@article{balister2016coalescence,
author = "Paul Balister and B{\'e}la Bollob{\'a}s and Jonathan Lee and Bhargav Narayanan",
abstract = "We study a geometrically constrained coalescence model derived from spin systems. Given two probability distributions {\$}\backslashmathbb{\{}P{\}}{\_}R{\$} and {\$}\backslashmathbb{\{}P{\}}{\_}B{\$} on the positive reals with finite means, colour the real line alternately with red and blue intervals so that the lengths of the red intervals have distribution {\$}\backslashmathbb{\{}P{\}}{\_}R{\$}, the lengths of the blue intervals have distribution {\$}\backslashmathbb{\{}P{\}}{\_}B{\$}, and distinct intervals have independent lengths. Now, iteratively update this colouring of the line by coalescing intervals: change the colour of any interval that is surrounded by longer intervals so that these three consecutive intervals subsequently form a single monochromatic interval. We say that a colour (either red or blue) wins if every point of the line is eventually of that colour. Holroyd, in 2011, asked the following question: under what natural conditions on the initial distributions is one of the colours almost surely guaranteed to win? It turns out that the answer to this question can be quite counter-intuitive due to the non-monotone dynamics of the model. In this paper, we investigate various notions of advantage one of the colours might initially possess, and in the course of doing so, we determine which of the two colours emerges victorious for various nontrivial pairs of distributions.",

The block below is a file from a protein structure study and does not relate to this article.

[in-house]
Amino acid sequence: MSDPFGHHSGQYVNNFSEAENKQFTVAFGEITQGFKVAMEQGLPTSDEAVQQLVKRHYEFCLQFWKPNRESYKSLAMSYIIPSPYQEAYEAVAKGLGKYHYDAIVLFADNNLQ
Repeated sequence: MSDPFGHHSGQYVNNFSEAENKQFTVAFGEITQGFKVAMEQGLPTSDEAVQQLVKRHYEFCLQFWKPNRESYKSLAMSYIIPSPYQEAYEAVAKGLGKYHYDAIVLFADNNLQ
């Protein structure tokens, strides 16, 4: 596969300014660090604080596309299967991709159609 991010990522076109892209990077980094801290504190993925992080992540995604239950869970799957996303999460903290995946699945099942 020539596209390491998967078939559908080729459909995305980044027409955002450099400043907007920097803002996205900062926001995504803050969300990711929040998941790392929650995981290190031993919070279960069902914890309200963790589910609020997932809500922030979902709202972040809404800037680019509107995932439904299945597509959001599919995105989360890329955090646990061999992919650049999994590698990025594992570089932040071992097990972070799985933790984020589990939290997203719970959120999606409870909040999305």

number = "October",
pages = "1--46",
title = "{C}oalescence on the real line",
url = "http://arxiv.org/abs/1610.07430",
year = "2016",
}